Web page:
What to expect from a VC: Kawasaki interview

Forbes asked Guy Kawasaki what one might expect from a VC investor. Kawasaki offers down to earth advice in line with what I hear from my start-up friends.
Some highights:
“As long as things are going well, a venture capitalist will leave you alone. Understand a venture capitalist’s life: He’s on as many as ten boards that meet at least quarterly and sometimes once a month; he has to raise money to invest and keep about 25 investors informed and happy; he’s looking at several deals a day; he’s dealing with five other partners. He doesn’t have the time to micromanage you–and if he thought he’d have to, he probably wouldn’t have invested in you. ”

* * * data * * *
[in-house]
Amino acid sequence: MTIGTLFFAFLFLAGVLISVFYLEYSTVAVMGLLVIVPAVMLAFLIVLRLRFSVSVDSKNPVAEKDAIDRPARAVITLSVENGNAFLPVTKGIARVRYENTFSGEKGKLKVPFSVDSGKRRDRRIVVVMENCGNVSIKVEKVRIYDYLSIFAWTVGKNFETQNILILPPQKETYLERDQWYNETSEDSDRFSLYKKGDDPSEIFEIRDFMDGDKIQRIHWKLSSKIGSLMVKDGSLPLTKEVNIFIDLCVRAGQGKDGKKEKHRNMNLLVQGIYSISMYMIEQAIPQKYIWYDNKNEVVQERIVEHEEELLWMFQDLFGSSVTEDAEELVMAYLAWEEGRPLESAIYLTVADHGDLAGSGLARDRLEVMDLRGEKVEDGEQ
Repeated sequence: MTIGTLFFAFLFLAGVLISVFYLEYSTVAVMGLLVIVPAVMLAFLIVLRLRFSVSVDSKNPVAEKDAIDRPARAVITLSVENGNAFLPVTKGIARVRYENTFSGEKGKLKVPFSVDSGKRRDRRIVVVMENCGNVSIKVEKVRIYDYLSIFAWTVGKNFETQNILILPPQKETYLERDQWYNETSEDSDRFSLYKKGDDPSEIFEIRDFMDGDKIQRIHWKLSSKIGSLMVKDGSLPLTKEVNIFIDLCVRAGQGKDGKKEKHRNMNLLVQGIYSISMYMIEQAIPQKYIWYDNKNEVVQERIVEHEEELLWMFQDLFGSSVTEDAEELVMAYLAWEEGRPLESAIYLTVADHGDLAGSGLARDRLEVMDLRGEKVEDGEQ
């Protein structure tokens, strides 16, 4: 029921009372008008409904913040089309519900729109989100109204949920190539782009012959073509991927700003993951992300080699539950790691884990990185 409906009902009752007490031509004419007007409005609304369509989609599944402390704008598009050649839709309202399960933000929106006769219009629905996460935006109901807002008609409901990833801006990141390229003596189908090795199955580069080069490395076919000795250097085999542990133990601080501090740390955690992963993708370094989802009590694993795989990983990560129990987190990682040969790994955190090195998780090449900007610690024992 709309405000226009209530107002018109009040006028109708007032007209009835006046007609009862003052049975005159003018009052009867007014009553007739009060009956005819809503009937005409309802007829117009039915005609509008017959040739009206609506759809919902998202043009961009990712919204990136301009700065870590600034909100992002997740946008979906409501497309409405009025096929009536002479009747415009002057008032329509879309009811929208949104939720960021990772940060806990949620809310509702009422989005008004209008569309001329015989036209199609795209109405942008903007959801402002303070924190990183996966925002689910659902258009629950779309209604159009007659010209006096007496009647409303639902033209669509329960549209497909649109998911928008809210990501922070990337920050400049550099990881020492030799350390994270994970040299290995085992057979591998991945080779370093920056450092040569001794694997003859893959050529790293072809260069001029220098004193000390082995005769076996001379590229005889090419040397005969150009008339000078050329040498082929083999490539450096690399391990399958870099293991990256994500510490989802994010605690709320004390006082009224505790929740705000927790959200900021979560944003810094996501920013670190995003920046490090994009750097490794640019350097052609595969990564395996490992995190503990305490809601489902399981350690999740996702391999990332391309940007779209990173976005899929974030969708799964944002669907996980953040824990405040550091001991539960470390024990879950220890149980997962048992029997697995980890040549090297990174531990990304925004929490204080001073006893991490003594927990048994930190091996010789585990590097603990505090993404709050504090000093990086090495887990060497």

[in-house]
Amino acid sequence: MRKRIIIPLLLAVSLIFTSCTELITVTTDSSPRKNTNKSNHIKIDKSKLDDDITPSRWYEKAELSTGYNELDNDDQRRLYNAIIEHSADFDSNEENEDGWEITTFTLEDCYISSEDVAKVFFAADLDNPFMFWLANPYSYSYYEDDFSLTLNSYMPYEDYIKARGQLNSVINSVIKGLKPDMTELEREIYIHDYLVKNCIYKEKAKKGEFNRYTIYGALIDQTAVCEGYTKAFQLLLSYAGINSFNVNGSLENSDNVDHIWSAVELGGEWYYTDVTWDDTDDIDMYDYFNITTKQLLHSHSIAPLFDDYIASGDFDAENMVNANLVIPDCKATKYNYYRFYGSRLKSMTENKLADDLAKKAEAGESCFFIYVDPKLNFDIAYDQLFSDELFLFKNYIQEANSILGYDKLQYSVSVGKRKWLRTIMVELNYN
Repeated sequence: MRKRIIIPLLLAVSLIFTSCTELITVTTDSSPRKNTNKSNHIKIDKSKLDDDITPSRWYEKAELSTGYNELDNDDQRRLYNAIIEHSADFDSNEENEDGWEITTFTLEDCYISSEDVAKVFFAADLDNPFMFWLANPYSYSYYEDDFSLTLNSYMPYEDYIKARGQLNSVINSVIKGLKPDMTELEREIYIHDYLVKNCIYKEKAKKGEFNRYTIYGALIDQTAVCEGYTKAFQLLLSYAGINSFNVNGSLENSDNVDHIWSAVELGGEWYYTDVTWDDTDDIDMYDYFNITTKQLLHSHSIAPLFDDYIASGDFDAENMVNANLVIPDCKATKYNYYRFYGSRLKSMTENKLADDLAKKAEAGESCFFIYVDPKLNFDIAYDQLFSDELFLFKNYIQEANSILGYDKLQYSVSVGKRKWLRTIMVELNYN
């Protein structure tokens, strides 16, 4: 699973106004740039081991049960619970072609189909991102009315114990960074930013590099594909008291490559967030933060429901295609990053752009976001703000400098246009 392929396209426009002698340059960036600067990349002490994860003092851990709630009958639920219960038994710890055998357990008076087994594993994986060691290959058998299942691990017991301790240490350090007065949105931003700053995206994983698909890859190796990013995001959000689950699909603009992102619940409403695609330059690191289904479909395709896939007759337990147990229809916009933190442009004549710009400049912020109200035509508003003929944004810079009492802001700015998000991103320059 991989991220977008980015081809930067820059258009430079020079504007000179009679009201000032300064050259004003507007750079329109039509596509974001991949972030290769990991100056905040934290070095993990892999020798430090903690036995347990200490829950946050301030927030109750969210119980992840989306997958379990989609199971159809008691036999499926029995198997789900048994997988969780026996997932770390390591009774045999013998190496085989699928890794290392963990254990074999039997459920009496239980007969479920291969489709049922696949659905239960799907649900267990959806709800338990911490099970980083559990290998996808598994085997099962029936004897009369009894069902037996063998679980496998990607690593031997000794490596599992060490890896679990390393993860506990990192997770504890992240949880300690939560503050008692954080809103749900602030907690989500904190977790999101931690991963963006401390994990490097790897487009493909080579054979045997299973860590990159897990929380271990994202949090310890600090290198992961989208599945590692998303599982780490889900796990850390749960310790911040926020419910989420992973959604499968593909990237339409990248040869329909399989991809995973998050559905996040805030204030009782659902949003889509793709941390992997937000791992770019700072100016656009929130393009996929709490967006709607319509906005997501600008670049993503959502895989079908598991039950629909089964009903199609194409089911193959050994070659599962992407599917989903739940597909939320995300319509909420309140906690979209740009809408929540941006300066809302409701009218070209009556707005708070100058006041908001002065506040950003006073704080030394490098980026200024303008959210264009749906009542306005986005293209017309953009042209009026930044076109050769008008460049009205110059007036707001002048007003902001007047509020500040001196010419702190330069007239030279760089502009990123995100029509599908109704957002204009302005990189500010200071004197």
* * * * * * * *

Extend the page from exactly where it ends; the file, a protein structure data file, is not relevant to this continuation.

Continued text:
and
“Whatever the first offer, ask for a 25% higher valuation because you’re expected to push back. In fact, if you don’t push back, you may scare the venture capitalist if he thinks you’re not a good negotiator. It would be nice to have some arguments to show why you believe your valuation should be higher–saying that this book told you to push back isn’t sufficient.
At the end of the day, though, if the valuation is reasonable, take the money and get going. You’ll see that you either make more money than you ever thought possible or your organization will die.”